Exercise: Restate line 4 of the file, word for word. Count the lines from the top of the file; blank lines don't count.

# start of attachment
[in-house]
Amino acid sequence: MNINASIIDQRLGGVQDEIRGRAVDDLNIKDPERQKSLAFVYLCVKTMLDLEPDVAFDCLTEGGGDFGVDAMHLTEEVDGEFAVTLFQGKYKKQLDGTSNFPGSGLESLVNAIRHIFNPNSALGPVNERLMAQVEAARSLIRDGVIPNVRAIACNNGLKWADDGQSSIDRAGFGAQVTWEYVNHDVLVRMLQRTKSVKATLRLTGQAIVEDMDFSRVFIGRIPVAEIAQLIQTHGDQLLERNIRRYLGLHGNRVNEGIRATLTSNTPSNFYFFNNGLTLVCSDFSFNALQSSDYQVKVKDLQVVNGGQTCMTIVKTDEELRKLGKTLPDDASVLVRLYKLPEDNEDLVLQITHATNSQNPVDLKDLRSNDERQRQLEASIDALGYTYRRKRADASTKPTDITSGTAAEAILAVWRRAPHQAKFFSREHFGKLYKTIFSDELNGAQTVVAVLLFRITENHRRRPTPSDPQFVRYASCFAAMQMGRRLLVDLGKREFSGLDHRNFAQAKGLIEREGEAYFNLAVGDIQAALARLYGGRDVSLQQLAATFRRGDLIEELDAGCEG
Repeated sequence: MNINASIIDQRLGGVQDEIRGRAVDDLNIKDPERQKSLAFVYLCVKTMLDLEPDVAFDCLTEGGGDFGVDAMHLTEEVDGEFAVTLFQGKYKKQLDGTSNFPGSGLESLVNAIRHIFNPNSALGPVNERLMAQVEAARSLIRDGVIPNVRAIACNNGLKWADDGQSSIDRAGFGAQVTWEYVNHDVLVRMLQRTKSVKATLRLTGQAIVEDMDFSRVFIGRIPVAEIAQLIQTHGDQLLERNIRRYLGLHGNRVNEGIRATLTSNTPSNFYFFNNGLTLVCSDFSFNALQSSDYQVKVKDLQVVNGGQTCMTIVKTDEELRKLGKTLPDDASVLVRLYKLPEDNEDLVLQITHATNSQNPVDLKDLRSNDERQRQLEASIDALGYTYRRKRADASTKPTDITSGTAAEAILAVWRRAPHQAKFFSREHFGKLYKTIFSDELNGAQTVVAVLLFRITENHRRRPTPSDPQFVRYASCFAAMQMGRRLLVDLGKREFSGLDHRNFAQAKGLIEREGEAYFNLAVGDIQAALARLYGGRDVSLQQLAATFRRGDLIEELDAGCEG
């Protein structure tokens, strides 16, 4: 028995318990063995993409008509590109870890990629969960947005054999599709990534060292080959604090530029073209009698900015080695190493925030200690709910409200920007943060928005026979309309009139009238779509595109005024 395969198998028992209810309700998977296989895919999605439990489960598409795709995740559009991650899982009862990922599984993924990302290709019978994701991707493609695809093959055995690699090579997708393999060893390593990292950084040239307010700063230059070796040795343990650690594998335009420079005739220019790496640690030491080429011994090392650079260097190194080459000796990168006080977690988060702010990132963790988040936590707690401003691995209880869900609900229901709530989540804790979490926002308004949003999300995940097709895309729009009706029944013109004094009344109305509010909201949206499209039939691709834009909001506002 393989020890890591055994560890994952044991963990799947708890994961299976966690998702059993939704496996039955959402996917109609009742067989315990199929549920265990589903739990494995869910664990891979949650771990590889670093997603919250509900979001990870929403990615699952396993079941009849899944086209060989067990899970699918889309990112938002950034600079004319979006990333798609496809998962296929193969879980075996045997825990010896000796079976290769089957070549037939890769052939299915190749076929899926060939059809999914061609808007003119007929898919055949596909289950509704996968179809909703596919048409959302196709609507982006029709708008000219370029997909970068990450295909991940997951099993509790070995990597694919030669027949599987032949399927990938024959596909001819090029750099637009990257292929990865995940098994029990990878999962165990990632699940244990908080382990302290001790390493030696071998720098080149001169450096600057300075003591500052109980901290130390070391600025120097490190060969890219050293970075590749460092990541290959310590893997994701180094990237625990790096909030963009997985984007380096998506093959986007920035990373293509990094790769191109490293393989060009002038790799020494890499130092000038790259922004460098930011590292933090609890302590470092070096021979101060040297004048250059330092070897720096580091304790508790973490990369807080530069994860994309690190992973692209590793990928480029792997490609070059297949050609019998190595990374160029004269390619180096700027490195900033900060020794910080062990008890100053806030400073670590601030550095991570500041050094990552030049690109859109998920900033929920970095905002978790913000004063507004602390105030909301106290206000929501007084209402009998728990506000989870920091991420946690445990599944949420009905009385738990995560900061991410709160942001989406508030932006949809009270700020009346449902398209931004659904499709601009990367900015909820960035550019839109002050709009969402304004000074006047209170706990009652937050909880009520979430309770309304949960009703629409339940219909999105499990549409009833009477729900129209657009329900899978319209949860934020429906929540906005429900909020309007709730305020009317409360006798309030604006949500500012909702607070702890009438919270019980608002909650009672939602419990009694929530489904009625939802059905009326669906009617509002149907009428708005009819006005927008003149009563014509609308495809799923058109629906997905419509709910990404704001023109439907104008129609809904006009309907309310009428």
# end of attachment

């Protein structure tokens, strides 16, 4: 028995318990063995993409008509590109870890990629969960947005054999599709990534060292080959604090530029073209009698900015080695190493925030200690709910409200920007943060928005026979309309009139009238779509595109005024 395969198998028992209810309700998977296989895919999605439990489960598409795709995740559009991650899982009862990922599984993924990302290709019978994701991707493609695809093959055995690699090579997708393999060893390593990292950084040239307010700063230059070796040795343990650690594998335009420079005739220019790496640690030491080429011994090392650079260097190194080459000796990168006080977690988060702010990132963790988040936590707690401003691995209880869900609900229901709530989540804790979490926002308004949003999300995940097709895309729009009706029944013109004094009344109305509010909201949206499209039939691709834009909001506002 393989020890890591055994560890994952044991963990799947708890994961299976966690998702059993939704496996039955959402996917109609009742067989315990199929549920265990589903739990494995869910664990891979949650771990590889670093997603919250509900979001990870929403990615699952396993079941009849899944086209060989067990899970699918889309990112938002950034600079004319979006990333798609496809998962296929193969879980075996045997825990010896000796079976290769089957070549037939890769052939299915190749076929899926060939059809999914061609808007003119007929898919055949596909289950509704996968179809909703596919048409959302196709609507982006029709708008000219370029997909970068990450295909991940997951099993509790070995990597694919030669027949599987032949399927990938024959596909001819090029750099637009990257292929990865995940098994029990990878999962165990990632699940244990908080382990302290001790390493030696071998720098080149001169450096600057300075003591500052109980901290130390070391600025120097490190060969890219050293970075590749460092990541290959310590893997994701180094990237625990790096909030963009997985984007380096998506093959986007920035990373293509990094790769191109490293393989060009002038790799020494890499130092000038790259922004460098930011590292933090609890302590470092070096021979101060040297004048250059330092070897720096580091304790508790973490990369807080530069994860994309690190992973692209590793990928480029792997490609070059297949050609019998190595990374160029004269390619180096700027490195900033900060020794910080062990008890100053806030400073670590601030550095991570500041050094990552030049690109859109998920900033929920970095905002978790913000004063507004602390105030909301106290206000929501007084209402009998728990506000989870920091991420946690445990599944949420009905009385738990995560900061991410709160942001989406508030932006949809009270700020009346449902398209931004659904499709601009990367900015909820960035550019839109002050709009969402304004000074006047209170706990009652937050909880009520979430309770309304949960009703629409339940219909999105499990549409009833009477729900129209657009329900899978319209949860934020429906929540906005429900909020309007709730305020009317409360006798309030604006949500500012909702607070702890009438919270019980608002909650009672939602419990009694929530489904009625939802059905009326669906009617509002149907009428708005009819006005927008003149009563014509609308495809799923058109629906997905419509709910990404704001023109439907104008129609809904006009309907309310009428």